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William U. Simons, [died] at Del Rio, Tex., on November 13, 1917. Mr. Simons entered the Signal Corps on April 30, 1872, and was transferred to the Weather Bureau on its organization. -- November 1917

Mr. J. Pemberton Slaughter, in charge of the Oklahoma City, Okla., station, died on December 22, 1932. He was born in King William County, Va., October 9, 1863. He entered the Signal Corps at Washington, D. C., on August 17, 1883. He later served as assistant at Boston, Augusta, Brownsville, Prescott, and Omaha, and as official in charge at Fort Stockton, El Paso, Lava, N. Mex., Winnemucca, Cheyenne, Woods Hole, Pueblo, Savannah, and Oklahoma City, serving in charge at the latter station from December 28, 1905, to September 27, 1912, and from July 17, 1913, until the time of his death.
[Weather Bureau Topics and Personnel, December 1932]

Mrs. Annie E. Small, meteorological aid in Climatological and Hydrologic Services Division of the Central Office, voluntarily retired at the termination of October 31, 1946, after 27 years in the Weather Bureau. Mrs. Small was born on November 10, 1885, at Miles City, Mont. She entered the government service in the Bureau of Engraving and Printing on November 1, 1916, serving there until June 23, 1919, when she transferred to the Weather Bureau. Her services in the Weather Bureau have been connected with the Printing Section and the Climate and Crop Weather Division (now Climatological and Hydrologic Services) , respectively.
[Weather Bureau Topics and Personnel, November 1946, p.79]

Lt. De Armas L. Smith, who entered on active duty with the Navy on November 15, 1942, was killed in an airplane crash near Plaster City, Calif., on August 28, 1944. Lt. Smith was born in Tecumseh, Okla., on February 3, 1921. He was appointed in the Weather Bureau on May 30, 1942, as assistant observer.
[Weather Bureau Topics and Personnel, December 1944]

Mr. George W. Smith, of the Central Office, was retired August 31, 1930. Mr. Smith was born April 27, 1855, at Washington, D.C. He entered the Signal Corps on July 8, 1878, and except for his training period at Fort Whipple, which extended until December 27, 1878, he served continuously at the Central Office - the longest period of service at one station in the records of the Weather Service to date.
[Weather Bureau Topics and Personnel, August 1930]

James H. Smith - Announcement is made in this issue of the resignation, effective at the termination of November 30, 1916, of Mr. James H. Smith, assistant observer, on duty at Salt Lake City, Utah. Mr. Smith was one of our oldest employees, having entered the Signal Service on October 21, 1870. Prior to this time he served in Company K of the Twelfth Regiment of the Illinois Volunteers from September 21, 1861, to July 10, 1865, and in the Regular Army from October 14, 1867, until October 13, 1870. For some time before his resignation he was confined to a hospital in Salt Lake City, and his continued ill health caused him to make application for admission to the Soldiers' Home at Sawtelle, Cal., at which institution he arrived on November 28, 1916. -- December 1916

Mr. John W. Smith, in length of service one of the oldest officials of the bureau, retired June 14, 1924. He was born at Greenup, Ky., on June 15, 1852. Mr. Smith enlisted in the Signal Corps June 12, 1874, and, after the usual training at Fort Whipple, was assigned to Memphis. He was in charge at Corsicana, Tex., from 1876 to 1879, and thereafter at Jacksonville, Fla., until 1887. From this time until his retirement, nearly 37 years, he was in charge of the important Boston station and climatological work of New England. Also, he was forecaster for New England until that district was merged with the Washington district.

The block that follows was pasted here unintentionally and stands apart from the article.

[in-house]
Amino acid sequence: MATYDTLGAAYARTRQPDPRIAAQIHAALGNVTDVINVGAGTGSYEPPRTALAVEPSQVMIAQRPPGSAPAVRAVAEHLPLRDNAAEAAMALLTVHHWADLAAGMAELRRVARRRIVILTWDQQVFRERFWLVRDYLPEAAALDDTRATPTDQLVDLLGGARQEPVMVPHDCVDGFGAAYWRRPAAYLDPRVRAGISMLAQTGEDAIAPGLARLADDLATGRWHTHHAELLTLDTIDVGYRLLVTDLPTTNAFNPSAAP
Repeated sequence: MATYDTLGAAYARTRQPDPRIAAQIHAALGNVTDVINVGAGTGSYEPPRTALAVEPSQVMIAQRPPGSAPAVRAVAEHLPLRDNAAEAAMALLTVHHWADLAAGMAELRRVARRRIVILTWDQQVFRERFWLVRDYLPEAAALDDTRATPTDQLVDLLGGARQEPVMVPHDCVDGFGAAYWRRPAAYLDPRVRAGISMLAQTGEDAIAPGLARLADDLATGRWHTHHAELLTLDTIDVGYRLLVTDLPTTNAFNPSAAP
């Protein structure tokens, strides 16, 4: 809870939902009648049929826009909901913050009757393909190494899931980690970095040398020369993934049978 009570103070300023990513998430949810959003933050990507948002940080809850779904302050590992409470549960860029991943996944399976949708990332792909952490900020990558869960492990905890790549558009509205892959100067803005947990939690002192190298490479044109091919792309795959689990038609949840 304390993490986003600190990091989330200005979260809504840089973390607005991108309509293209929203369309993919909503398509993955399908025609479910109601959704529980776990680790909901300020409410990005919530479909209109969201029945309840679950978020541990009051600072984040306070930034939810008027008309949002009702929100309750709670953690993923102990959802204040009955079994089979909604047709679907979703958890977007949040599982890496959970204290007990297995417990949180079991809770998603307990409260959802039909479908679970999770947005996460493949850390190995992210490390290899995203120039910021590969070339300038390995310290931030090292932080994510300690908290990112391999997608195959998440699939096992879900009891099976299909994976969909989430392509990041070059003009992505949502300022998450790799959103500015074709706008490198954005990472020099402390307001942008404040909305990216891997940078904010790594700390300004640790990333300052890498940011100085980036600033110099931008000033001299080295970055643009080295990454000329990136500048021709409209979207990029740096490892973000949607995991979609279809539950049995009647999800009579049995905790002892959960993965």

[Weather Bureau Topics and Personnel, July 1924]

Mr. Thomas G. Smith, printer at the Philadelphia station, was retired October 31, 1937, after more than 42 years of Government service. Mr. Smith was born in New York, N.Y., on October 3, 1872. He entered service on July 1, 1895, at Louisville, Ky., and subsequently served at the Central Office and Philadelphia.

Mr. Thomas G. Smith, who retired at the termination of October 31, 1937, died in Philadelphia on January 3, 1946. A notice of his retirement and outline of his service in the Bureau will be found in Topics and Personnel for October 1937.
[Weather Bureau Topics and Personnel, October 1937]
[Weather Bureau Topics and Personnel, February 1946,p.15]

Mr. Warren J. Smith: After several months of ill health, Mr. Warren J. Smith, of the Central Office, has retired on account of total disability, his retirement being effective June 6, 1923. Mr. Smith was born at Grafton, N.H., on September 21, 1863. He enlisted in the Signal Corps on October 6, 1888; was assigned to special duty at Boston until 1897, in charge at Helena until 1898, at Columbus until 1909, at St. Louis until 1910, and again at Columbus until 1916, when he was placed in charge of the Division of Agricultural Meteorology, Central Office. Mr. Smith has done valuable pioneer work in agricultural meteorology and is recognized as one of the foremost authorities on the relation between weather and crops. Among his numerous publications is a text book on Agricultural Meteorology, published in 1920.
[Weather Bureau Topics and Personnel, January 1924]

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